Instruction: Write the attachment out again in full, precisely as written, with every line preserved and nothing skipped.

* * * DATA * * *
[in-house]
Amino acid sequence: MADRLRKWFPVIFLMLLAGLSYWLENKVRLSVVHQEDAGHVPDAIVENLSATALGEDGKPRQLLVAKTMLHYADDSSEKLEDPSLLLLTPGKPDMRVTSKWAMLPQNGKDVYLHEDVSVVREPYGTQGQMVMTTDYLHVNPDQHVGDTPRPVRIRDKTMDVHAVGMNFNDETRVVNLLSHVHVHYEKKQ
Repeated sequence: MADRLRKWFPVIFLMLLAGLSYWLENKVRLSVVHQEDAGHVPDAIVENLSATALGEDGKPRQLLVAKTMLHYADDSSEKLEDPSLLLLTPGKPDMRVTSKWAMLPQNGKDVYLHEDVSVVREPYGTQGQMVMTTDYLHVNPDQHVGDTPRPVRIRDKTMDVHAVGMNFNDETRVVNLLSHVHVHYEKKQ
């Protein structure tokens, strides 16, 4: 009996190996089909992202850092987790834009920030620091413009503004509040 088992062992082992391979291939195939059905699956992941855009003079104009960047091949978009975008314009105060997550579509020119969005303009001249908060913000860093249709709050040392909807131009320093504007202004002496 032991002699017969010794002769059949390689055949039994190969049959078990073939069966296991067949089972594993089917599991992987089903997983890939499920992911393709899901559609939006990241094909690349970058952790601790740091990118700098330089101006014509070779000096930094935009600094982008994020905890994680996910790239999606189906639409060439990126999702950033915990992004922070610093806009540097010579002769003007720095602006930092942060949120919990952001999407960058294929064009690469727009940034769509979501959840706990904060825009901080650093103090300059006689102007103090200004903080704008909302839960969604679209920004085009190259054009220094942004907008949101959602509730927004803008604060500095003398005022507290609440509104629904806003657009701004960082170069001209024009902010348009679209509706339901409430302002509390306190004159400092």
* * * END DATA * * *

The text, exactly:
[in-house]
Amino acid sequence: MADRLRKWFPVIFLMLLAGLSYWLENKVRLSVVHQEDAGHVPDAIVENLSATALGEDGKPRQLLVAKTMLHYADDSSEKLEDPSLLLLTPGKPDMRVTSKWAMLPQNGKDVYLHEDVSVVREPYGTQGQMVMTTDYLHVNPDQHVGDTPRPVRIRDKTMDVHAVGMNFNDETRVVNLLSHVHVHYEKKQ
Repeated sequence: MADRLRKWFPVIFLMLLAGLSYWLENKVRLSVVHQEDAGHVPDAIVENLSATALGEDGKPRQLLVAKTMLHYADDSSEKLEDPSLLLLTPGKPDMRVTSKWAMLPQNGKDVYLHEDVSVVREPYGTQGQMVMTTDYLHVNPDQHVGDTPRPVRIRDKTMDVHAVGMNFNDETRVVNLLSHVHVHYEKKQ
């Protein structure tokens, strides 16, 4: 009996190996089909992202850092987790834009920030620091413009503004509040 088992062992082992391979291939195939059905699956992941855009003079104009960047091949978009975008314009105060997550579509020119969005303009001249908060913000860093249709709050040392909807131009320093504007202004002496 032991002699017969010794002769059949390689055949039994190969049959078990073939069966296991067949089972594993089917599991992987089903997983890939499920992911393709899901559609939006990241094909690349970058952790601790740091990118700098330089101006014509070779000096930094935009600094982008994020905890994680996910790239999606189906639409060439990126999702950033915990992004922070610093806009540097010579002769003007720095602006930092942060949120919990952001999407960058294929064009690469727009940034769509979501959840706990904060825009901080650093103090300059006689102007103090200004903080704008909302839960969604679209920004085009190259054009220094942004907008949101959602509730927004803008604060500095003398005022507290609440509104629904806003657009701004960082170069001209024009902010348009679209509706339901409430302002509390306190004159400092």